After Davis, we went back to camp took some time to recollect ourselves. Much of the crew of our campsite had set off back to civilisation throughout the day, as had much of the festival crowd in general, it seemed. One in four campsites on our way back looked deserted apart from clusters of garbags, empty cartons and the ubiquitous half-destroyed Big W camping chairs that never seem to last the weekend. Unfortunately, many festivalgoers had left behind entire trashed-out campsites, half-standing tents and bizarre scraps such as neon boa-feathers and deflated blow-up girls. To their credit, this year the organisers had tried to emphasise a "leave no trace" policy as one of the tenets of the festival, but even with volunteers cleaning up regularly at both stages, rubbish was a constant problem throughout the weekend.
 
Strawberry was almost at an end. We headed to the smaller stage (the "Back of Burke") to catch the closing set, courtesy of Floating Points. Brain surgeon by day, beat surgeon by night, UK-based Sam Shepherd is one of the most interesting figures in UK dance music. With a distinctive yet hard-to-pin-down style that is perhaps best named after one of his tracks, "Vacuum Boogie". Shepherd played a vinyl-only set, perhaps a little rough around the edges in parts, but refreshingly so after all the laser-guided precision of laptop-based live sets. The smallish yet tight-knit crowd were all but obliterated from the excesses of the past few days, yet danced on through FP's eclectic selections. When the clock struck nine and one of the festival staffers sadly announced that the music had to switch off, the crowd begged and pleaded for "one more song!" Shepherd held up a 7" record to massed applause, showing his acquiescence. Ever the joker, his last song turned out to be some Arthur Verocai number with a Polynesian-sounding jangly disco jive. Clearly expecting some epic, end-of-festival anthem, the crowd was a little bemused but danced until the last beat regardless. Then it was all over. We headed back towards the campsite to lay our weary heads on dusty pillows for the last time.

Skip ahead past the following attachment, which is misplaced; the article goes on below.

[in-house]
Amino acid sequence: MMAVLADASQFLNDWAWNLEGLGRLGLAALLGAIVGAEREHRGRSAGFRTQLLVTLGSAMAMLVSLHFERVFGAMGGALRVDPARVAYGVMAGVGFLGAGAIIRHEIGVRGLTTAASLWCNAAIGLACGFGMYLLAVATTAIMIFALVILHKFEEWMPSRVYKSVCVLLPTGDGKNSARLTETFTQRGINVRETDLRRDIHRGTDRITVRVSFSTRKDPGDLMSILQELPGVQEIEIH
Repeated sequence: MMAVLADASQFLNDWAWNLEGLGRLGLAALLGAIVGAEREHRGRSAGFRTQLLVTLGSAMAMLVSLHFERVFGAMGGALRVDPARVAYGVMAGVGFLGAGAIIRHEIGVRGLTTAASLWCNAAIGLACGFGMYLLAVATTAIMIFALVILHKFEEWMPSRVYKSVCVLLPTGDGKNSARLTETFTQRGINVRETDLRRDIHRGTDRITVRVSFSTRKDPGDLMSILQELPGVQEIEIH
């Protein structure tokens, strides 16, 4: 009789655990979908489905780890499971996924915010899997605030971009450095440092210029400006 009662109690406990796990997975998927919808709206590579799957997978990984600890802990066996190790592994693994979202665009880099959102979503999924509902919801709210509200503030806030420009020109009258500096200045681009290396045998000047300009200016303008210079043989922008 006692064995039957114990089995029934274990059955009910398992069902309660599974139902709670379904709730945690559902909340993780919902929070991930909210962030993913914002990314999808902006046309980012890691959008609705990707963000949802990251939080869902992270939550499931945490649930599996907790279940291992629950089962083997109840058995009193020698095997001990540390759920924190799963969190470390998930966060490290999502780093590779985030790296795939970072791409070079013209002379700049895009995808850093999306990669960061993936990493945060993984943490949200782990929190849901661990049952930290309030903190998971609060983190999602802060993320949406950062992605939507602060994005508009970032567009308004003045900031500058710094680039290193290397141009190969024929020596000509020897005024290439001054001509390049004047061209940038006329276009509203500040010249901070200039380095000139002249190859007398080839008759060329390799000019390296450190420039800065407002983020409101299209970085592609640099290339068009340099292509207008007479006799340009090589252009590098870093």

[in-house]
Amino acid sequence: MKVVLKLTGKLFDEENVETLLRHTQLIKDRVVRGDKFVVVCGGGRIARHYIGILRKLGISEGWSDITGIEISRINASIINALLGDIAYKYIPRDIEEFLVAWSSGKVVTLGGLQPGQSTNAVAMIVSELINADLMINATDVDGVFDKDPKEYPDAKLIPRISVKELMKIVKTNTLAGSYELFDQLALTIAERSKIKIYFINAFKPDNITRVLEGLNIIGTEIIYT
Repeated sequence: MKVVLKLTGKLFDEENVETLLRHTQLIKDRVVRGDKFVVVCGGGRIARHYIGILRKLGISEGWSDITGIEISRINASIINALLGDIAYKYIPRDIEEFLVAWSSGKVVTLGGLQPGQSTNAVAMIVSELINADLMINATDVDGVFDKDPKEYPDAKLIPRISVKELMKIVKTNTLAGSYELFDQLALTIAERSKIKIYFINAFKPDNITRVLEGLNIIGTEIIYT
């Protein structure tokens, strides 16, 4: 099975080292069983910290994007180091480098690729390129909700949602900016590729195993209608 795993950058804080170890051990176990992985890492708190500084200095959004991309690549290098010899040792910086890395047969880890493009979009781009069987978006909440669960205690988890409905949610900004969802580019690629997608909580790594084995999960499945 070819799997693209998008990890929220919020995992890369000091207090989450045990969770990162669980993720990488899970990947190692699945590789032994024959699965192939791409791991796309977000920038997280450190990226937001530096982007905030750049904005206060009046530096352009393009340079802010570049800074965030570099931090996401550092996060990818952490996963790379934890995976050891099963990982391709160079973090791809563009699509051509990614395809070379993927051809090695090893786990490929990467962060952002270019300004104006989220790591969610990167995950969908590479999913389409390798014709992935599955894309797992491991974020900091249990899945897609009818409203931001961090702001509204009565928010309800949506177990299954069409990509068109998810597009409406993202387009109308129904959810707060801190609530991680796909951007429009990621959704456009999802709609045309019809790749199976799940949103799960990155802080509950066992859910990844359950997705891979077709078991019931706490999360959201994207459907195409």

As we debriefed the next morning in the Big Strawberry restaurant at Koonoomoo, slurping down our strawberry smoothies, we found ourselves in the company of a group of sixty-somethings eating breakfast in their Sunday best. They'd grown up with a different kind of Strawberry Fields, the kind Lennon sang about, in a time more innocent and pure. Our Strawberry Fields was a little different. For us, it was about psytrance, lasers, getting lost in the swamp, making weird friends, tipi chills, passing out in portaloos, flirting with nang pixies, haloumi and eggplant baby burgers, hot chais and badly-rolled durries, talking metaphilosophy with techno shamans, swimming in the muddy Murray with floating pants and finally, that eternal dancefloor moment, spanning hot dusty days and cool nights under a million stars, when time stands still and there is only smiles, raised hands and the beat of a kick drum. Yep — this was our Strawberry Fields, and it was forever.
 
BY MORGAN RICHARDS
Picture Credit: Shaan R. Ali